Function of the Eye

The lens is a clear crystalline object covered by a fine capsule. At the outer periphery, the capsule connects with the ciliary body also. As the ciliary body contracts or dilates, it can alter marginally the shape of the lens. This gives the lens its power of accommodation. In other words, it tends to keep objects in focus whether they are close or at a distance. This is an automatic function, and reflexively occurs without having to give it any thought. It is an ingenious device, one the camera-makers have been trying to emulate for many years.

There are two important spaces in front of the lens. A large one, termed the anterior (or front) chamber, exists between the cornea and the iris. It is filled clear fluid. Between the iris and the lens is a much smaller space called the posterior (or back) chamber. The two are continuous and connect through the pupil, the dark black part in the centre of the eye, through which light passes to the lens. An active circulation occurs in the chambers of the eye. The ciliary processes of the ciliary body secrete a fluid called aqueous humor. This flows through the lens, and from the posterior chamber enters the anterior chamber through the pupil. Once it has gained access to the anterior chamber, it tends to flow to the periphery to be drained off into tiny canals and enter the general body fluid circulation.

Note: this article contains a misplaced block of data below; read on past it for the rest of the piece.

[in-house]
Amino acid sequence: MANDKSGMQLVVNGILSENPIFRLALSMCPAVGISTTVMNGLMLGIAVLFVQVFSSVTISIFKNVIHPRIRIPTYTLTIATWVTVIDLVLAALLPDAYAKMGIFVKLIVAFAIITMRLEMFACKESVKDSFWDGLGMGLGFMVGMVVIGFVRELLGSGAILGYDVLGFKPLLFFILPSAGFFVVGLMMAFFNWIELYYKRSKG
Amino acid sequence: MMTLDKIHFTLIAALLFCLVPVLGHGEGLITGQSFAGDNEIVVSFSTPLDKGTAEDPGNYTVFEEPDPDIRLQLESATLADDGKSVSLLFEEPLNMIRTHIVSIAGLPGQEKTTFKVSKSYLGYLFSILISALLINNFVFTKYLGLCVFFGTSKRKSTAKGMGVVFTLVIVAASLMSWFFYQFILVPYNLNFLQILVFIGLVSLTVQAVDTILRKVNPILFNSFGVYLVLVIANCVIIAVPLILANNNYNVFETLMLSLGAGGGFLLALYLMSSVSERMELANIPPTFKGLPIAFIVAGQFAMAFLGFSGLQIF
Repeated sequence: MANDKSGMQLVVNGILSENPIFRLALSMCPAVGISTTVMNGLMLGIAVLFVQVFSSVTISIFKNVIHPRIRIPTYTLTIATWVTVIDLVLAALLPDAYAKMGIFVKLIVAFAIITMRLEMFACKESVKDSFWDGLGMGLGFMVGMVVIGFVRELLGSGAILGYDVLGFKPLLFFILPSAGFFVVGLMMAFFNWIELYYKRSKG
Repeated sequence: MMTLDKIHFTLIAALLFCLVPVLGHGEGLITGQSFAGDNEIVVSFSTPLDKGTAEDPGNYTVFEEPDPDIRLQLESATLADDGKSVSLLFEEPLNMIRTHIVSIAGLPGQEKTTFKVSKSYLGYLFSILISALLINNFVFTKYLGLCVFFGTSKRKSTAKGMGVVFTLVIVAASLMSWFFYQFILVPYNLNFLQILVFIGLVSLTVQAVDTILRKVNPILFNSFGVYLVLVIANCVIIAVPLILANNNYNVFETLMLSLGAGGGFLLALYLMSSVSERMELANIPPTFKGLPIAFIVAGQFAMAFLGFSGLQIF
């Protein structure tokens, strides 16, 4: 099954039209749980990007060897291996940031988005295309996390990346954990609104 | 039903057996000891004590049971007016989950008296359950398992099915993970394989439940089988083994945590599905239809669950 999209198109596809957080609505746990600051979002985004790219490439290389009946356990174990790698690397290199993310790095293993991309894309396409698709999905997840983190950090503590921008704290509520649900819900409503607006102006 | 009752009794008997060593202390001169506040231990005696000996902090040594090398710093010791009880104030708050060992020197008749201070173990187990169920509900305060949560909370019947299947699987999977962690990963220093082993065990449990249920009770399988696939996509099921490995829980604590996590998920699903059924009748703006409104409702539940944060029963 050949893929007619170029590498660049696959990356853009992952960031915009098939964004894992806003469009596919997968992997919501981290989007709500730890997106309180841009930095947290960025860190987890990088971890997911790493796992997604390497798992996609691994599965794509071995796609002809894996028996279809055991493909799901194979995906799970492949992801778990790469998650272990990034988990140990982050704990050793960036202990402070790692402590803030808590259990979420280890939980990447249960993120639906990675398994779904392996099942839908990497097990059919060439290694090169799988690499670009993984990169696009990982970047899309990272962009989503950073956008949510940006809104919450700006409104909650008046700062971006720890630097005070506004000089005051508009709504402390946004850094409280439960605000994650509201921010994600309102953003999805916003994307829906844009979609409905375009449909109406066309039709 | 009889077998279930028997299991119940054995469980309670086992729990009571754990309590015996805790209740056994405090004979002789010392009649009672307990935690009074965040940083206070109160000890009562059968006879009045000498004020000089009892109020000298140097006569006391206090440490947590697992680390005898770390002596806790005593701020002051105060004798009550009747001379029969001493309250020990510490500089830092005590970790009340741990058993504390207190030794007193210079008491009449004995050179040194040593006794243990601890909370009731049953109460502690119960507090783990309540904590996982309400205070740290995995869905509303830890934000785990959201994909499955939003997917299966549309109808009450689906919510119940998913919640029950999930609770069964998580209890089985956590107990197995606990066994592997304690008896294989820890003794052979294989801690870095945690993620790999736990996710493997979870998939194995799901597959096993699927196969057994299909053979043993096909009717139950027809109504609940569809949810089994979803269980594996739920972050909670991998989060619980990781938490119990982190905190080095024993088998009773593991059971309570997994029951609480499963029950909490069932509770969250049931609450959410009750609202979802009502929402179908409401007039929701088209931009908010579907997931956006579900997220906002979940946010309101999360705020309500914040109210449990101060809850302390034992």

This circulation of fluid in the eye is extremely important, for if either excess fluid is formed or there is a block to the outflow system, pressure can build up it the eyeball. This can lead on to a serious condition called glaucoma, which can gradually and permanently destroy normal vision.

The rear two-thirds of the eyeball filled with a clear jellylike fluid, made up of water and certain chemicals, and this is referred to as the vitreous. The back part of the eye is the light sensitive retina. This is actually the expanded optic nerve that penetrates the eyeball at a point called the optic disc. This rapidly gives rise to an enormous sheet tissue, complete with light-sensitive organs, entering the eyeball in conjunction with the optic nerve are the central retinal vessels, the artery and vein. Immediately they gain access to the eyeball, they also divide into an intricate network of vessels. The artery conveys blood to the eye, and the vein brings the spent blood back to the circulation of the body.